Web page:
Growing, out of his rejection of "the purity" of doctrine as a norm for the church, Bonhoeffer admits that the state or "national" church and the "gathered" church belong together. The national church stands in peril if it is not reaching out. In a brief section on the church and the proletariat, he discusses the inwardness of the national church. The’ church cannot be satisfied with a middle-class norm but must reach the working man in his language and culture. The future church will change from its bourgeois form to what? Bonhoeffer did not profess to know, but he was sure it would change.37

The last word on the church is an eschatological38 one. The church will be redeemed collectively and individually. On how the collective feature will take place Bonhoeffer admits ignorance, but yet affirms its truth. The future community of God will involve the resurrection of the body, "a new corporality for the godless as well."39 Intrigued by the possibility of universal salvation for all mankind, he yet rejects it as a part of his system. The end of the story of the church is its incorporation into "the kingdom of God in all the world."40

By way of a brief assessment, the following may be offered. First, sociologists will fail to see an empirical treatment of the church, but instead will find a highly abstract theological approach to it. Second, to the "free" church tradition it will appear that Bonhoeffer saw the church more from the Lutheran national-church pattern rather than taking seriously the New Testament forms. The national-church form seeks to justify some practices that seem contrary to certain concepts of Christian faith. For instance, faith appears incompatible with infant baptism, and the national church appears contrary to personal commitment and choice. Bonhoeffer follows the attitude of Luther concerning the so-called "radicals" who advocated a gathered church, and adult or believers’ baptism based upon personal commitment in faith.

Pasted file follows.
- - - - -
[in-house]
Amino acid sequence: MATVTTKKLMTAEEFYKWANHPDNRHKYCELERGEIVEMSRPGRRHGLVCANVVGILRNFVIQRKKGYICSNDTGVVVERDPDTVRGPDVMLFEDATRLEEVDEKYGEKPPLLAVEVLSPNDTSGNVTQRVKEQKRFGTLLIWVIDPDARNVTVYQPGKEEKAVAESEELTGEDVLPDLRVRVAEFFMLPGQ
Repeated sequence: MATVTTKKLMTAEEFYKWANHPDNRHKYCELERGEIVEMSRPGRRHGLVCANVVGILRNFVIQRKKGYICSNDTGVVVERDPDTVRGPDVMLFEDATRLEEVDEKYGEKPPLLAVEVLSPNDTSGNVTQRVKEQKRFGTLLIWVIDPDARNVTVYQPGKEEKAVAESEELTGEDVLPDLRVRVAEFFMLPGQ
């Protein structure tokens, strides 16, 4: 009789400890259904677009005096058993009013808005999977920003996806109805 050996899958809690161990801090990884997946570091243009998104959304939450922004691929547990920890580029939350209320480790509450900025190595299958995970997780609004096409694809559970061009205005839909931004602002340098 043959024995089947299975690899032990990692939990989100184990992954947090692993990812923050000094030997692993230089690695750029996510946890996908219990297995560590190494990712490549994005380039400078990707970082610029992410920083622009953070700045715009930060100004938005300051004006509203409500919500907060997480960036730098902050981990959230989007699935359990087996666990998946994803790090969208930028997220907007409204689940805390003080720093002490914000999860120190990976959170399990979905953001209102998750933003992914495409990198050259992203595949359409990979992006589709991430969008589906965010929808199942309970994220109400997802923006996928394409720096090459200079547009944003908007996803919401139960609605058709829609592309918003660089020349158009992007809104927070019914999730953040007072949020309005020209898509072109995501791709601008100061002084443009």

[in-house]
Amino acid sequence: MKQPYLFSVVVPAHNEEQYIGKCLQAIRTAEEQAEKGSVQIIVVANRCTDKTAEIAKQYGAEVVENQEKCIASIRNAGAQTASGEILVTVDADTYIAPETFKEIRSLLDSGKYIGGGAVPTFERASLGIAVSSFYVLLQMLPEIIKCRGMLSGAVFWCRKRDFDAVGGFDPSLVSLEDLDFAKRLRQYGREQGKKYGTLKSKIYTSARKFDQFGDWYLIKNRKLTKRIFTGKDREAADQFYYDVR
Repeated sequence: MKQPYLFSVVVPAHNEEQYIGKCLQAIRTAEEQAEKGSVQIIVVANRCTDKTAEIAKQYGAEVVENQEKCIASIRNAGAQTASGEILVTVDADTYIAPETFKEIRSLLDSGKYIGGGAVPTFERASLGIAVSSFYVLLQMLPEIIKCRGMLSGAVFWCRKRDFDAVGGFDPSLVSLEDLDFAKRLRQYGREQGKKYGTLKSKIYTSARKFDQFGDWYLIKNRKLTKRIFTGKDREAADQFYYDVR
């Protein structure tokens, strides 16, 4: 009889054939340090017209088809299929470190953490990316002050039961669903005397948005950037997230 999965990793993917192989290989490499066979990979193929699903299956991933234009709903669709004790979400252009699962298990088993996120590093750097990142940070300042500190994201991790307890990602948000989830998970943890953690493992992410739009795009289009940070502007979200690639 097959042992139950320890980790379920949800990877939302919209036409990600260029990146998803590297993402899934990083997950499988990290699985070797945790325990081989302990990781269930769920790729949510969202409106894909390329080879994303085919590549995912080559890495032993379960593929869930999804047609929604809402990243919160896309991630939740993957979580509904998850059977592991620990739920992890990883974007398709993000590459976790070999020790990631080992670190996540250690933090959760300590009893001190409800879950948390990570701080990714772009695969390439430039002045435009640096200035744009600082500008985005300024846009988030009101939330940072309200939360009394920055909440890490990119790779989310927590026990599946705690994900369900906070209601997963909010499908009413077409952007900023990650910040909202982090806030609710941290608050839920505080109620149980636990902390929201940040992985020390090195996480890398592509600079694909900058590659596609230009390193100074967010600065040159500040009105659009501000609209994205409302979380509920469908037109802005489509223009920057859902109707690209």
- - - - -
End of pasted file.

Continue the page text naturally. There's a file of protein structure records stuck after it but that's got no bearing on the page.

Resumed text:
At the same time, it must be said that this work is a significant study in the nature of the church because the position is maintained that the church is not just another organization, it is the Body of Christ. Bonhoeffer’s treatment of this question is relevant today, since the church is puzzling over its own nature, its role, its renewal. Does the church have political, economic, and other social responsibilities? For Bonhoeffer, the church is unique. If it will not be the church, the Body of Christ, its existence cannot be defended. This truth must be maintained as well as regained where it has been lost.